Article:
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How the profession can respond to climate change

The climate emergency represents the greatest risk of modern times. The profession must act now to play its part in saving the planet

Last month I attended the most eventful dinner at the Mansion House in years. This was not only because of the invasion of climate change protestors who interrupted the current chancellor Philip Hammond’s speech, but for what he and Bank of England governor Mark Carney had to say. They recognise climate change as the single greatest existential threat we face and both discussed for the first time the need to allocate resources to stop it happening.

Their words resonated strongly with me and, I hope, with other business leaders, government officials and regulators in the audience. The following week, ICAEW joined with WWF, one of the partners we work closely with on sustainability, to host a screening of the corporate edit of the Netflix documentary series, Our Planet, at Chartered Accountants’ Hall, and a debate about the part business can play in helping to save the world. “Humankind,” WWF-UK chief executive Tanya Steele told the audience of senior businesspeople, “is at an unprecedented moment in time when we get to choose our and our children’s future.”

Business sits at the heart of the drive to move forward and has a defining role in this sustainable future. The good news is there is growing understanding and support for action, she added; the bad is that it’s inadequate to meet the scale of the challenge.

This is something that has concerned us increasingly at ICAEW over the last 15 years since we first established our sustainability team. We have watched years of reasoned argument, peer-reviewed scientific research and evidence in the wake of the Rio Earth Summit in 1992. But so far they have failed to move those who hold the institutional power to act to stop environmental disaster.

Instead, we have seen an industry of business cases grow up that may well have generated huge promise of corporate or shareholder action but have rarely been translated into the society-wide tectonic change required. Last October the UN Intergovernmental Panel on Climate Change published a landmark report warning that there are just 11 years left to save the planet. This is how long scientists calculate we have left to ensure global warming is kept to a maximum of 1.5°C. At 2°C, our coral reefs will be gone.

We have to stop looking the other way. Until we – the business community – and governments act on it, all the promises, reports, protocols and conventions simply provide an audit trail of our self-destruction. The question we have to ask is, do we continue to bury our heads in the sand or do we screw our courage to the sticking place and adapt to meet the climate crisis by driving towards net zero carbon and developing new industries and products?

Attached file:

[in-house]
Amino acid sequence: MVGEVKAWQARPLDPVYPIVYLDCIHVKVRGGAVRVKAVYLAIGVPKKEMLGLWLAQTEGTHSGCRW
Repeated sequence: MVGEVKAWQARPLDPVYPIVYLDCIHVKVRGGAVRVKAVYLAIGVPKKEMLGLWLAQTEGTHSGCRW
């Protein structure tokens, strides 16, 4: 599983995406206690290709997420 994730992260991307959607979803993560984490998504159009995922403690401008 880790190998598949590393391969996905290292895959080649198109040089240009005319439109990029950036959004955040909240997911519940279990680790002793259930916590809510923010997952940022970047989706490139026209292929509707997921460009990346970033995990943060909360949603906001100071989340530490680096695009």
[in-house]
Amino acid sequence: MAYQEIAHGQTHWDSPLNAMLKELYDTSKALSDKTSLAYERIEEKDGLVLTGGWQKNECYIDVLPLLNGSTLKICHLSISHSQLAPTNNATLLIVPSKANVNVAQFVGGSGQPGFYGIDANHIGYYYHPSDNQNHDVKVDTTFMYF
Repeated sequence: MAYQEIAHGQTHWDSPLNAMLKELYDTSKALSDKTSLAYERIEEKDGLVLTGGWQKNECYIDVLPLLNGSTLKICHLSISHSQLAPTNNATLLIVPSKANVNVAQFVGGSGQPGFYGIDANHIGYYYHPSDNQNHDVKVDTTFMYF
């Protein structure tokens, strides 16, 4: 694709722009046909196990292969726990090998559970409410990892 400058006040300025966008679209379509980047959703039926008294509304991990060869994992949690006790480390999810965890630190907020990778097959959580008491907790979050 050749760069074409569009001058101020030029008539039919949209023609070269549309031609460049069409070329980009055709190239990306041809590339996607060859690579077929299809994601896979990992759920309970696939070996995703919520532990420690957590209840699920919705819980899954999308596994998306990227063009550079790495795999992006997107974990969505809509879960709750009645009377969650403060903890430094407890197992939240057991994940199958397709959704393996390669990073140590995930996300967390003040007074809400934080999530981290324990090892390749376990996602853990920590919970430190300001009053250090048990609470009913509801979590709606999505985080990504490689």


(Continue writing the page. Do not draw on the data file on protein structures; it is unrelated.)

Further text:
At ICAEW we renewed our commitment to sustainability in September 2015 when the UN adopted its Sustainable Development Goals (SDGs). We have worked hard on developing ways to help businesses achieve this ambitious project. In October, when London hosts the One Young World summit, bringing together the brightest young talent from more than 190 countries, we will be presenting a series of workshops on the SDGs. As well as our partnership with WWF, we will be giving space to the Human and Social Capital Coalition to join the Natural Capital Coalition at Moorgate Place, and leading on the development of ways to measure and report on value creation beyond the financials.

As implementation of the Task Force on Climate-related Financial Disclosures recommendations comes closer for banks and insurance companies, we’ve been working on courses and advice for members, and we have launched a joint initiative with Deloitte to educate businesses on addressing climate change.

ICAEW also leads a Professional and Business Services Council group, which is putting together a sector strategy deal as part of the government’s industrial strategy. All the council members have pledged to sign up to the UN Global compact and the SDGs since the professions they represent will be advising businesses on their path to a sustainable future. Not surprisingly, the cost of these transformational changes will be enormous, but business must embrace it willingly. After all, there are no jobs on a dead planet. In acting now, we not only play our part in saving the planet, but figuring out how to do it will furnish us with a major new skill that we can share with others in years to come.

Michael Izza is CEO of ICAEW

Originally published in Economia on 17 July 2019.